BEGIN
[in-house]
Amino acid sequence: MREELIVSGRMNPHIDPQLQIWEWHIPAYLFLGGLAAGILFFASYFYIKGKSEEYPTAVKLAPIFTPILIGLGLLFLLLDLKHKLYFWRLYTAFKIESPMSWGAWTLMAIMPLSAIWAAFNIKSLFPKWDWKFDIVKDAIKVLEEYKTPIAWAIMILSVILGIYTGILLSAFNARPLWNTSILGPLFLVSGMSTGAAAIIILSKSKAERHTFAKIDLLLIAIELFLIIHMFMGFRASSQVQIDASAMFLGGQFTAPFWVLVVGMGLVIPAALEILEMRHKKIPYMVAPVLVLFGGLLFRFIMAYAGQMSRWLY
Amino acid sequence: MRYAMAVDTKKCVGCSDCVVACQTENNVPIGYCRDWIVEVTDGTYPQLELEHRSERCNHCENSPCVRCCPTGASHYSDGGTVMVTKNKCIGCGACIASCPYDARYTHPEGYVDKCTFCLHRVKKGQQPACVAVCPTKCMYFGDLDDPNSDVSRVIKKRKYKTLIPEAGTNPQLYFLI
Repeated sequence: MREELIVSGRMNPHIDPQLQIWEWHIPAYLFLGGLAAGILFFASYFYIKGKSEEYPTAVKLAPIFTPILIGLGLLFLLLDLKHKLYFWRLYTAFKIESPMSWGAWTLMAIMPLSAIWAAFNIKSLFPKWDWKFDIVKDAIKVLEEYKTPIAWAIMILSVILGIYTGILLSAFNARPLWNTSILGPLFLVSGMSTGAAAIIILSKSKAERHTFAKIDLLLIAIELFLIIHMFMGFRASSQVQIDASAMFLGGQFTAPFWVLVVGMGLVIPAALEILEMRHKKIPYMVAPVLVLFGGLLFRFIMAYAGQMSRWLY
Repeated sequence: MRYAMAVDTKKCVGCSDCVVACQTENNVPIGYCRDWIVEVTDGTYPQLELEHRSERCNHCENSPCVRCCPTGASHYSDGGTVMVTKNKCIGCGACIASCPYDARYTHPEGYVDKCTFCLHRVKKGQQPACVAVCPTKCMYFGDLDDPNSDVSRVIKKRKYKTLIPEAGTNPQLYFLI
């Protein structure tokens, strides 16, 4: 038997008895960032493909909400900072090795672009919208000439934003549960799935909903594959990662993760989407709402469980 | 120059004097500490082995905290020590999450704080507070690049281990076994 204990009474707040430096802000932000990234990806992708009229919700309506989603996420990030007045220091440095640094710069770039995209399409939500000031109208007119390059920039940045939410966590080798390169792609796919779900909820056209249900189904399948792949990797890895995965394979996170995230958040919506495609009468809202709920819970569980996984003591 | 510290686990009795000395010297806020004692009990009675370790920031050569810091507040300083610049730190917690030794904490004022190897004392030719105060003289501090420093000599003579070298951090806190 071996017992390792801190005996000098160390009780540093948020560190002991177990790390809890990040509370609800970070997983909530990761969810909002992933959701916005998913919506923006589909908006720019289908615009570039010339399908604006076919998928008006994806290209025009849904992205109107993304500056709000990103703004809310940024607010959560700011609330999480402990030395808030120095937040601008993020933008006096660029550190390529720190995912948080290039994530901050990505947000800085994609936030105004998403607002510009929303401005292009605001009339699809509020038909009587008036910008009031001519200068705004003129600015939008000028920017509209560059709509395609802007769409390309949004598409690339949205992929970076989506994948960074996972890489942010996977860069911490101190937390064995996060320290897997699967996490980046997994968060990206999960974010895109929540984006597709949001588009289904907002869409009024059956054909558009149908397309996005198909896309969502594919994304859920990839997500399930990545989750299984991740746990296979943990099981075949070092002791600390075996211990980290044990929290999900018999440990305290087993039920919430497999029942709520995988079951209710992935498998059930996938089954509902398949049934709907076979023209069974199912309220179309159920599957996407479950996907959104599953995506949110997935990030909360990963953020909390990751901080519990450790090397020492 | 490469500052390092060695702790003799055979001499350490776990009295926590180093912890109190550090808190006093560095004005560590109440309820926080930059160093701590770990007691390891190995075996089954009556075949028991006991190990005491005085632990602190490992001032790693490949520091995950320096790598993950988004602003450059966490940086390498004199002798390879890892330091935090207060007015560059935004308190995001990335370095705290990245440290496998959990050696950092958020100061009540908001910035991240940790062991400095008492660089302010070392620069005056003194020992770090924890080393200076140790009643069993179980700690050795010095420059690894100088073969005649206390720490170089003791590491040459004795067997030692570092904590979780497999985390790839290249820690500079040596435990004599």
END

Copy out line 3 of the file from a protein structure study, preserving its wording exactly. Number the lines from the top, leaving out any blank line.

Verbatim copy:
Amino acid sequence: MRYAMAVDTKKCVGCSDCVVACQTENNVPIGYCRDWIVEVTDGTYPQLELEHRSERCNHCENSPCVRCCPTGASHYSDGGTVMVTKNKCIGCGACIASCPYDARYTHPEGYVDKCTFCLHRVKKGQQPACVAVCPTKCMYFGDLDDPNSDVSRVIKKRKYKTLIPEAGTNPQLYFLI